Nigeria, a country in West Africa, has faced a lot of challenges over the years. The level of insecurity and other news of insurgencies have almost jeopardised the future of the country. It is no news any longer, especially in the northern parts of the country, to see houses razed by fire, dead bodies, women and young children being raped; due to the menace of the Boko Haram sect, whose first mission was to oppose Western education but who have since gone on to make more demands from the government.
The Dana plane crash that led to the instant death of 153 people on June 3, 2012 was reported to have originated from the careless attitude of the management of Dana Airlines.
Corruption is now a widespread deadly disease we live with daily, and it has been permitted to get through us to the point that our
leaders now feed fat on the sweat of the masses. We are yet to find suitable solutions to all these problems.
The normal living conditions expected of an average man are not admirable considering poor health care, poor maintenance culture, insufficient basic amenities, low level of education, amongst others. An example is the on-going strike which has led to a compulsory break for students in public tertiary institutions; all as a result of the refusal of the Federal Government to revitalise the structures of the universities, and also to increase the income of lecturers. The Academic Staff Union of Universities (ASUU), has demanded from the Federal Government a total payment of N92 billion which has been promised since 2009.
In Nigeria, there is another issue, which is the unstable power supply. It’s good to know that the government is coming to an understanding that privatisation of the power sector will be much helpful as this will enhance transparency.
In spite of all these, the country still thrives.
Martin Luther King Jr. once said: “…But today our very survival depends on our ability to stay awake, to adjust to new ideas, to remain vigilant and to face the challenge of change. The large house in which we live demands that we transform this world-wide neighbourhood into a world – wide brotherhood…We must work passionately and indefatigably to bridge the gulf between our scientific progress and our moral progress…”
Just as challenges are faced by individuals to be learnt from so as to bring about greater achievements, the same applies to Nigeria as a country. Like Nigeria, threats are also posed to other countries; rapid debt crisis in South Africa, dispersion of criminal networks in Mozambique, exceptional threat for children in Mali, famine in Somalia, among others.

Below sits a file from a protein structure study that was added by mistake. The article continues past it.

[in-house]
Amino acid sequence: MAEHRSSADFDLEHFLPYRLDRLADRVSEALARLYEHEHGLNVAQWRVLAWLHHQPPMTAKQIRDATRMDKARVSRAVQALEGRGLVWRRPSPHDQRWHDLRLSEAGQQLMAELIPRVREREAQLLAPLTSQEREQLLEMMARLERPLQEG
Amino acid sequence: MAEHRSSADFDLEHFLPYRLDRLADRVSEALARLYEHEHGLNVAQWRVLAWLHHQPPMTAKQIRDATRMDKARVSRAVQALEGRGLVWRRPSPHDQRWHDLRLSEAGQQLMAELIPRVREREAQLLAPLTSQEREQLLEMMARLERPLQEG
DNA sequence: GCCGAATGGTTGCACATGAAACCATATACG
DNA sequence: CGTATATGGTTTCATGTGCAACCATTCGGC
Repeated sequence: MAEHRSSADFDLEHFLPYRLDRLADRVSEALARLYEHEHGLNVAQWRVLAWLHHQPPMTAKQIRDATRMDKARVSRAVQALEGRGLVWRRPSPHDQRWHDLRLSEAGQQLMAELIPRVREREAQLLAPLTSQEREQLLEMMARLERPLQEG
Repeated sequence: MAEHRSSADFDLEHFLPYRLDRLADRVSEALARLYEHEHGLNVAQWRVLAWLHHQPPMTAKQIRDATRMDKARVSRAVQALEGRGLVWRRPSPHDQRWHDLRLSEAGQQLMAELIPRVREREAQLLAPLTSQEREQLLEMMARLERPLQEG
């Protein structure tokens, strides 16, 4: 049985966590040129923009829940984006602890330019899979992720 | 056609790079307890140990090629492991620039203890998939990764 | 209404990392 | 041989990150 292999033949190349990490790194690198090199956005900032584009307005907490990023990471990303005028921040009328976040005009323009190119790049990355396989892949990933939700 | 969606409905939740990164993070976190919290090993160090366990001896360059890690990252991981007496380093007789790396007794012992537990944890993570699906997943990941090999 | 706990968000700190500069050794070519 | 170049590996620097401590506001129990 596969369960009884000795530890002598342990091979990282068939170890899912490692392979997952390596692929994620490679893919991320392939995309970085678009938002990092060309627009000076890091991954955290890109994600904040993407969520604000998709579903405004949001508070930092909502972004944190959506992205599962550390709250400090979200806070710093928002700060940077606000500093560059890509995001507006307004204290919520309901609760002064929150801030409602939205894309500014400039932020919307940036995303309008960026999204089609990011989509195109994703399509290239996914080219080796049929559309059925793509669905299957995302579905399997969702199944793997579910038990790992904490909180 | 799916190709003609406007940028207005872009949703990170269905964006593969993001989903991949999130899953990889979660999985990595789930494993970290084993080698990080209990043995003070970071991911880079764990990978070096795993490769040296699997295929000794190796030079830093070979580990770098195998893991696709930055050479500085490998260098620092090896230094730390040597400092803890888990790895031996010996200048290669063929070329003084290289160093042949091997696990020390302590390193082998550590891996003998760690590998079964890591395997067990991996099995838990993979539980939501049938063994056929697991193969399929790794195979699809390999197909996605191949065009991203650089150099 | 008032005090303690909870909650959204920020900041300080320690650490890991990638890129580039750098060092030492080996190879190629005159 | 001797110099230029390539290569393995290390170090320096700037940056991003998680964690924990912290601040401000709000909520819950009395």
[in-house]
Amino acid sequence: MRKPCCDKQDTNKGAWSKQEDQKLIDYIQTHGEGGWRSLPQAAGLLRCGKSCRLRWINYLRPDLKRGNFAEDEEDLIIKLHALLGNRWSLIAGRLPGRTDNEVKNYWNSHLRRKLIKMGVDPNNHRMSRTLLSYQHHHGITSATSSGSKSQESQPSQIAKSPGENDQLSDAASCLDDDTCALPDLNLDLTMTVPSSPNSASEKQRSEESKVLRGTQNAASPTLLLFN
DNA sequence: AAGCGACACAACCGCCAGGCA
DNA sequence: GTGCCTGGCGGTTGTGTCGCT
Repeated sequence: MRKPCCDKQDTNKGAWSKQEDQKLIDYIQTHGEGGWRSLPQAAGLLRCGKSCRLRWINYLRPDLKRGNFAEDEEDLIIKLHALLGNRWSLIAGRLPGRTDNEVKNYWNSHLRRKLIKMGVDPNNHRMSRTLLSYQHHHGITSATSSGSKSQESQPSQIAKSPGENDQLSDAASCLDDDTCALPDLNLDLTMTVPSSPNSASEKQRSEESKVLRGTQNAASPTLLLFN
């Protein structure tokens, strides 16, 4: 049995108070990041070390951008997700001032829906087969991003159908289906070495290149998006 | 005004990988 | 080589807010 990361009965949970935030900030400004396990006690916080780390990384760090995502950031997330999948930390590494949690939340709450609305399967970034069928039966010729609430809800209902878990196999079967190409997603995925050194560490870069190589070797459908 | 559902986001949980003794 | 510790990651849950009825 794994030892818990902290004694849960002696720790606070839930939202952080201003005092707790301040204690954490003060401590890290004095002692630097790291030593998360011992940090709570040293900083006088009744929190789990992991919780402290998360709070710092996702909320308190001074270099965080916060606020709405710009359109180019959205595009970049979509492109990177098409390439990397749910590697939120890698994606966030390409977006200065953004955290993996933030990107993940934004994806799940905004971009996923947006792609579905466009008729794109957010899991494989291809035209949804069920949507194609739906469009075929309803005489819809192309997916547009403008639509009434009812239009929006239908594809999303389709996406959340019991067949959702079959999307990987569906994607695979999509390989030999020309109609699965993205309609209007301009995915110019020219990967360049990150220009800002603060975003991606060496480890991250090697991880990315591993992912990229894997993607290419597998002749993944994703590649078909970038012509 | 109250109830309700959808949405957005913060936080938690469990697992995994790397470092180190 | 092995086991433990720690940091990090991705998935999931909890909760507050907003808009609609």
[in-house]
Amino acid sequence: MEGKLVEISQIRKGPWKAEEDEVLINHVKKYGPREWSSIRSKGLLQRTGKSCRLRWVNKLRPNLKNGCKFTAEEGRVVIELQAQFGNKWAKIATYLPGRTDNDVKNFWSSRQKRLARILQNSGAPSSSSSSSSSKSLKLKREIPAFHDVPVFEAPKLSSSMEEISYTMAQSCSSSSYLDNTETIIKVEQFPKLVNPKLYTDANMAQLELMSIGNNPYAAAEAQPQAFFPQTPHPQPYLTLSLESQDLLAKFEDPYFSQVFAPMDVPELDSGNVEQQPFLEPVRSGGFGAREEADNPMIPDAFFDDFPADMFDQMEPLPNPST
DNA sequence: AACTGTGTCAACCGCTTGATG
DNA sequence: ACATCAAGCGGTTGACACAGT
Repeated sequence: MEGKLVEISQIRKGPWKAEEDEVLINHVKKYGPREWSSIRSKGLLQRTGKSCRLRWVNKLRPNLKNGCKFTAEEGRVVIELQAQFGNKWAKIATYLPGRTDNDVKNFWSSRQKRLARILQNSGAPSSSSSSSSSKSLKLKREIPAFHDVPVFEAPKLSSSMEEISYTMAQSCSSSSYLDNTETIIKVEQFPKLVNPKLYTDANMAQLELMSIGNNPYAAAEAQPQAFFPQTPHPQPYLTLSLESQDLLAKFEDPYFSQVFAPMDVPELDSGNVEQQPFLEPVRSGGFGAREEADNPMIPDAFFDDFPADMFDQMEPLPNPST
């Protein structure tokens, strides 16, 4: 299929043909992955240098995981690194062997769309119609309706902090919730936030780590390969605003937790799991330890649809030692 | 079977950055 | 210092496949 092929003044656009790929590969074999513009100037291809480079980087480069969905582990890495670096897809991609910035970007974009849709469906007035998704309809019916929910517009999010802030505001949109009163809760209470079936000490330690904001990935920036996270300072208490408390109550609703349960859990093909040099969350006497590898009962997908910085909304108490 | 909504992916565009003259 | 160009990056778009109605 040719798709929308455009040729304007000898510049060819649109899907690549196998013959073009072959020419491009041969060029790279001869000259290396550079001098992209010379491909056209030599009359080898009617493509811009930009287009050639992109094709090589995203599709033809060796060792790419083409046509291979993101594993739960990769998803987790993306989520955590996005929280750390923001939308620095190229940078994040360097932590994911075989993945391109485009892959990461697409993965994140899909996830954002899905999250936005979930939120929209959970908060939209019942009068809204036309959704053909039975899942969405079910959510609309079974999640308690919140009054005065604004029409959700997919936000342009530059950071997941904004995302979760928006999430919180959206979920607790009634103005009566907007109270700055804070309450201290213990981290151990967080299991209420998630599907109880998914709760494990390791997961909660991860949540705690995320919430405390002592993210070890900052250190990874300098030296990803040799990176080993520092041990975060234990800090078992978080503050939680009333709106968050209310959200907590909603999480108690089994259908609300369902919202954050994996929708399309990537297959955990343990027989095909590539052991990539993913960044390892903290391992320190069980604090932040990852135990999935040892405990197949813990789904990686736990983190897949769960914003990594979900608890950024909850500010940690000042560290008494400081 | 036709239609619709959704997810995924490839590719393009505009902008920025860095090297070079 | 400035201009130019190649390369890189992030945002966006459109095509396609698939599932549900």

Nigeria is the most populous country in Africa. With respect to economy, it is the second largest. Its richness in ethnic diversity has no doubt been displayed by its composition of over 250 ethnic groups. It is the 12th largest producer of crude oil in the world. Agriculture has also helped in the advancement of the nation’s economy. Recently, Nigeria emerged as one of the 50 most reputable countries in the world.
Nigerians are great in entrepreneurial skills. Gone are the days when people depend solely on the government for job opportunities. Majority are now aware of the fact that entrepreneurship is a major solution to the fight against unemployment. People now appreciate the benefits of a free market society.
Aliko Dangote, a Nigerian business entrepreneur, the owner of Dangote Group, is one of the richest men in the world. Also, four Nigerian youths made the under-30 Africa’s best young entrepreneurs rated of Forbes magazine.
The above facts and figures should not be noted with complacency. What really matters now is for the world to have to a better and, if possible, the best perception about the country.
Nigerians know what to do for the best enhancement of the nation’s economy, like any other human being; it’s just that there’s been this relaxed attitude about moving forward in the practical sense. For instance, Nigerians know that a decline in the rate of corruption in the country will bring about a change in the nation’s growth and increment in its Gross Domestic Product. We know that withdrawal from incessant killings and bombings will have a good impression on the country. We know that a standard level of security will boost the economy and this will encourage foreign investors to come to the country with convincing mindset. Also, making proper use of available resources in a right way for everyone will be of assistance in a huge way.
We know that all these will bring about freedom from unnecessary encumbrances.
To achieve healthy growth, Nigerians must be ready to make sacrifices for proper transformation, because “developed” countries as well made sacrifices before they got that title.
The time to stop thinking about theories and start being practical is now.
Odunola Oladejo, who contributed this piece, is President of African Liberty Students’ Organization, University of Ibadan, and a Senior Charter Team Member of the Students For Liberty.
By Odunola Oladejo